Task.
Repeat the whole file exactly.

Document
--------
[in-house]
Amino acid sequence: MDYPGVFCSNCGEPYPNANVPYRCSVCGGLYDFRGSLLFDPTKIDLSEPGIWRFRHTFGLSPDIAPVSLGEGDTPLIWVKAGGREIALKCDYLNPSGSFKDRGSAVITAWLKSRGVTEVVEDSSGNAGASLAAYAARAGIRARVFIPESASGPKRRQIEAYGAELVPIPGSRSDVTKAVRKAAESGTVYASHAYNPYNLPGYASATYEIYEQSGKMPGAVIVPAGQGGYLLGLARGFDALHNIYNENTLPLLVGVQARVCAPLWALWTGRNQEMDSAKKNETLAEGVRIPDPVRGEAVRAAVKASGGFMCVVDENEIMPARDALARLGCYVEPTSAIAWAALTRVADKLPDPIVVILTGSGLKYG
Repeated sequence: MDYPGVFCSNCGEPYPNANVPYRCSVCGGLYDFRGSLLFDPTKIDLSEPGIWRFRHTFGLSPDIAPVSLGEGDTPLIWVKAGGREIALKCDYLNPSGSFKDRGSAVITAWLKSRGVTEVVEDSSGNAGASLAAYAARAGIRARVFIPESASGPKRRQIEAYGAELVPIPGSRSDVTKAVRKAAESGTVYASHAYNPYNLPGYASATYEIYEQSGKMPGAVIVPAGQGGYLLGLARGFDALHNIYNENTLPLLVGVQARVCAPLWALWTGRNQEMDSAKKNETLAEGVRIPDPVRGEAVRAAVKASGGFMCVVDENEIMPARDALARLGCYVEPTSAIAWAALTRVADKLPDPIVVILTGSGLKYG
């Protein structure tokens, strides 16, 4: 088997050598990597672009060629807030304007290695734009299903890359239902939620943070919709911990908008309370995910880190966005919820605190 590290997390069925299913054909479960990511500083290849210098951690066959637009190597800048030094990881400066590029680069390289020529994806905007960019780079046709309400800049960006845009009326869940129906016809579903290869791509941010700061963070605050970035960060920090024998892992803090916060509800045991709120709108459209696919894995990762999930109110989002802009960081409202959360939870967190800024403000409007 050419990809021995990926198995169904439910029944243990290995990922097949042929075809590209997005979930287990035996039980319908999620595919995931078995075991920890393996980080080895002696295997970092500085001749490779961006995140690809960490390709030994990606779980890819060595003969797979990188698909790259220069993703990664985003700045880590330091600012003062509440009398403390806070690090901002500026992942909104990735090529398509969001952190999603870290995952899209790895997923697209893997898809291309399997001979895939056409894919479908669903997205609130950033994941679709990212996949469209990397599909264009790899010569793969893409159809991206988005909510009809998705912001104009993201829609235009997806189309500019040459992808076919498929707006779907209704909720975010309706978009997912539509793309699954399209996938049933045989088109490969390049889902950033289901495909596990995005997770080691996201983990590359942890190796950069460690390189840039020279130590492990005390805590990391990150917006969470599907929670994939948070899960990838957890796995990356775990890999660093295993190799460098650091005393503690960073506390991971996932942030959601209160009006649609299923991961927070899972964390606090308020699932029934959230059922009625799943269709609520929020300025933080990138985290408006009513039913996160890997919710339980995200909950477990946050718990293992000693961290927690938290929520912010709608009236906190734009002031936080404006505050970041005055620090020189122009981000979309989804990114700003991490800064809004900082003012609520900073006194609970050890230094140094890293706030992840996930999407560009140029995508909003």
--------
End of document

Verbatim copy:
[in-house]
Amino acid sequence: MDYPGVFCSNCGEPYPNANVPYRCSVCGGLYDFRGSLLFDPTKIDLSEPGIWRFRHTFGLSPDIAPVSLGEGDTPLIWVKAGGREIALKCDYLNPSGSFKDRGSAVITAWLKSRGVTEVVEDSSGNAGASLAAYAARAGIRARVFIPESASGPKRRQIEAYGAELVPIPGSRSDVTKAVRKAAESGTVYASHAYNPYNLPGYASATYEIYEQSGKMPGAVIVPAGQGGYLLGLARGFDALHNIYNENTLPLLVGVQARVCAPLWALWTGRNQEMDSAKKNETLAEGVRIPDPVRGEAVRAAVKASGGFMCVVDENEIMPARDALARLGCYVEPTSAIAWAALTRVADKLPDPIVVILTGSGLKYG
Repeated sequence: MDYPGVFCSNCGEPYPNANVPYRCSVCGGLYDFRGSLLFDPTKIDLSEPGIWRFRHTFGLSPDIAPVSLGEGDTPLIWVKAGGREIALKCDYLNPSGSFKDRGSAVITAWLKSRGVTEVVEDSSGNAGASLAAYAARAGIRARVFIPESASGPKRRQIEAYGAELVPIPGSRSDVTKAVRKAAESGTVYASHAYNPYNLPGYASATYEIYEQSGKMPGAVIVPAGQGGYLLGLARGFDALHNIYNENTLPLLVGVQARVCAPLWALWTGRNQEMDSAKKNETLAEGVRIPDPVRGEAVRAAVKASGGFMCVVDENEIMPARDALARLGCYVEPTSAIAWAALTRVADKLPDPIVVILTGSGLKYG
């Protein structure tokens, strides 16, 4: 088997050598990597672009060629807030304007290695734009299903890359239902939620943070919709911990908008309370995910880190966005919820605190 590290997390069925299913054909479960990511500083290849210098951690066959637009190597800048030094990881400066590029680069390289020529994806905007960019780079046709309400800049960006845009009326869940129906016809579903290869791509941010700061963070605050970035960060920090024998892992803090916060509800045991709120709108459209696919894995990762999930109110989002802009960081409202959360939870967190800024403000409007 050419990809021995990926198995169904439910029944243990290995990922097949042929075809590209997005979930287990035996039980319908999620595919995931078995075991920890393996980080080895002696295997970092500085001749490779961006995140690809960490390709030994990606779980890819060595003969797979990188698909790259220069993703990664985003700045880590330091600012003062509440009398403390806070690090901002500026992942909104990735090529398509969001952190999603870290995952899209790895997923697209893997898809291309399997001979895939056409894919479908669903997205609130950033994941679709990212996949469209990397599909264009790899010569793969893409159809991206988005909510009809998705912001104009993201829609235009997806189309500019040459992808076919498929707006779907209704909720975010309706978009997912539509793309699954399209996938049933045989088109490969390049889902950033289901495909596990995005997770080691996201983990590359942890190796950069460690390189840039020279130590492990005390805590990391990150917006969470599907929670994939948070899960990838957890796995990356775990890999660093295993190799460098650091005393503690960073506390991971996932942030959601209160009006649609299923991961927070899972964390606090308020699932029934959230059922009625799943269709609520929020300025933080990138985290408006009513039913996160890997919710339980995200909950477990946050718990293992000693961290927690938290929520912010709608009236906190734009002031936080404006505050970041005055620090020189122009981000979309989804990114700003991490800064809004900082003012609520900073006194609970050890230094140094890293706030992840996930999407560009140029995508909003």